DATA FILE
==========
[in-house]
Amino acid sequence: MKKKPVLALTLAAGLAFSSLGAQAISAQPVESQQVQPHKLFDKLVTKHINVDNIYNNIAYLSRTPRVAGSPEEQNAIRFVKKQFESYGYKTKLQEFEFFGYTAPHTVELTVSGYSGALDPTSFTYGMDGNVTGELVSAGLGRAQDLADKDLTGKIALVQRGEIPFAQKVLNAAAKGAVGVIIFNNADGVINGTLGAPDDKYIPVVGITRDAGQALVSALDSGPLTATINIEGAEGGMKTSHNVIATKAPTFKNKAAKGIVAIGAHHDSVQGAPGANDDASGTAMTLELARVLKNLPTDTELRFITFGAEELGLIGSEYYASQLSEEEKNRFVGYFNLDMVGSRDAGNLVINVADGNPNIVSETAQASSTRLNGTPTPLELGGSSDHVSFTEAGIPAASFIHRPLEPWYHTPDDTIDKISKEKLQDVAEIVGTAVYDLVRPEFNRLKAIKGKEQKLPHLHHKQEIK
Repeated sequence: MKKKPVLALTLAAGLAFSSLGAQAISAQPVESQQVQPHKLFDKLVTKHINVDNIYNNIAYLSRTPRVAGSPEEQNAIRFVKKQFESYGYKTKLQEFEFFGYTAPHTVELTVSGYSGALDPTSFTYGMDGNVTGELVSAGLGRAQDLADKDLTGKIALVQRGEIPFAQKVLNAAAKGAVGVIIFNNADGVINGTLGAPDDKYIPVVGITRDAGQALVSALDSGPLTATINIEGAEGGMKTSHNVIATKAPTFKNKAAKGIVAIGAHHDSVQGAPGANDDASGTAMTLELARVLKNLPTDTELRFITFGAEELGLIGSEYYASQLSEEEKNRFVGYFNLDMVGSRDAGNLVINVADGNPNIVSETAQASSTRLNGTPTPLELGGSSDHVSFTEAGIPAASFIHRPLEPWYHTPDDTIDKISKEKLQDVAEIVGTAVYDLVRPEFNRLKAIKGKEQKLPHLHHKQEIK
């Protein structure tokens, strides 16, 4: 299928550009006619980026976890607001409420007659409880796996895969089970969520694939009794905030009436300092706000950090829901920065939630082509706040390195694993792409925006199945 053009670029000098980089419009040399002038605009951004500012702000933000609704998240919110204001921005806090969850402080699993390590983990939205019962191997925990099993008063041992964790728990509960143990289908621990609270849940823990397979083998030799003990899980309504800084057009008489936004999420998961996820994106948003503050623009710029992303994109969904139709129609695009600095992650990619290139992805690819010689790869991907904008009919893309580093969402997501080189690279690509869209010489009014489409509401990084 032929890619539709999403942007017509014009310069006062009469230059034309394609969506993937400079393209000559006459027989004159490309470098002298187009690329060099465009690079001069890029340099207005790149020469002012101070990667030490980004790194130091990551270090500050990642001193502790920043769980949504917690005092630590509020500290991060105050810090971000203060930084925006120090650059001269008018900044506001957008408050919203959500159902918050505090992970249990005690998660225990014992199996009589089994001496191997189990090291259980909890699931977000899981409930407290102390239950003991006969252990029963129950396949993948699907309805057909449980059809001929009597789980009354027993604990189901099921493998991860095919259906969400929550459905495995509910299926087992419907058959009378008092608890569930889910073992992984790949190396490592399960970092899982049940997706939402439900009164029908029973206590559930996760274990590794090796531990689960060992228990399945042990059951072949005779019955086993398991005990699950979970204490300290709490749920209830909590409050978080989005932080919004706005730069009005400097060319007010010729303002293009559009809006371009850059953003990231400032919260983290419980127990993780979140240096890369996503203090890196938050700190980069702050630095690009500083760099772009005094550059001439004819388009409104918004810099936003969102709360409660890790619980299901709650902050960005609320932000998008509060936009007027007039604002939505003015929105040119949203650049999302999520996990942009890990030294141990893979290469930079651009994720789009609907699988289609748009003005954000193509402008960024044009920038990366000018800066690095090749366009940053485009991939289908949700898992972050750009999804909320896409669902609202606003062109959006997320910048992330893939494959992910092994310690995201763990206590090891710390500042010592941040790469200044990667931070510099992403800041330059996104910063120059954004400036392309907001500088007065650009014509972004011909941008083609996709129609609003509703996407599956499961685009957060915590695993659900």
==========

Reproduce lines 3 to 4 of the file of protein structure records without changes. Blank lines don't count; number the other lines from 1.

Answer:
Repeated sequence: MKKKPVLALTLAAGLAFSSLGAQAISAQPVESQQVQPHKLFDKLVTKHINVDNIYNNIAYLSRTPRVAGSPEEQNAIRFVKKQFESYGYKTKLQEFEFFGYTAPHTVELTVSGYSGALDPTSFTYGMDGNVTGELVSAGLGRAQDLADKDLTGKIALVQRGEIPFAQKVLNAAAKGAVGVIIFNNADGVINGTLGAPDDKYIPVVGITRDAGQALVSALDSGPLTATINIEGAEGGMKTSHNVIATKAPTFKNKAAKGIVAIGAHHDSVQGAPGANDDASGTAMTLELARVLKNLPTDTELRFITFGAEELGLIGSEYYASQLSEEEKNRFVGYFNLDMVGSRDAGNLVINVADGNPNIVSETAQASSTRLNGTPTPLELGGSSDHVSFTEAGIPAASFIHRPLEPWYHTPDDTIDKISKEKLQDVAEIVGTAVYDLVRPEFNRLKAIKGKEQKLPHLHHKQEIK
């Protein structure tokens, strides 16, 4: 299928550009006619980026976890607001409420007659409880796996895969089970969520694939009794905030009436300092706000950090829901920065939630082509706040390195694993792409925006199945 053009670029000098980089419009040399002038605009951004500012702000933000609704998240919110204001921005806090969850402080699993390590983990939205019962191997925990099993008063041992964790728990509960143990289908621990609270849940823990397979083998030799003990899980309504800084057009008489936004999420998961996820994106948003503050623009710029992303994109969904139709129609695009600095992650990619290139992805690819010689790869991907904008009919893309580093969402997501080189690279690509869209010489009014489409509401990084 032929890619539709999403942007017509014009310069006062009469230059034309394609969506993937400079393209000559006459027989004159490309470098002298187009690329060099465009690079001069890029340099207005790149020469002012101070990667030490980004790194130091990551270090500050990642001193502790920043769980949504917690005092630590509020500290991060105050810090971000203060930084925006120090650059001269008018900044506001957008408050919203959500159902918050505090992970249990005690998660225990014992199996009589089994001496191997189990090291259980909890699931977000899981409930407290102390239950003991006969252990029963129950396949993948699907309805057909449980059809001929009597789980009354027993604990189901099921493998991860095919259906969400929550459905495995509910299926087992419907058959009378008092608890569930889910073992992984790949190396490592399960970092899982049940997706939402439900009164029908029973206590559930996760274990590794090796531990689960060992228990399945042990059951072949005779019955086993398991005990699950979970204490300290709490749920209830909590409050978080989005932080919004706005730069009005400097060319007010010729303002293009559009809006371009850059953003990231400032919260983290419980127990993780979140240096890369996503203090890196938050700190980069702050630095690009500083760099772009005094550059001439004819388009409104918004810099936003969102709360409660890790619980299901709650902050960005609320932000998008509060936009007027007039604002939505003015929105040119949203650049999302999520996990942009890990030294141990893979290469930079651009994720789009609907699988289609748009003005954000193509402008960024044009920038990366000018800066690095090749366009940053485009991939289908949700898992972050750009999804909320896409669902609202606003062109959006997320910048992330893939494959992910092994310690995201763990206590090891710390500042010592941040790469200044990667931070510099992403800041330059996104910063120059954004400036392309907001500088007065650009014509972004011909941008083609996709129609609003509703996407599956499961685009957060915590695993659900």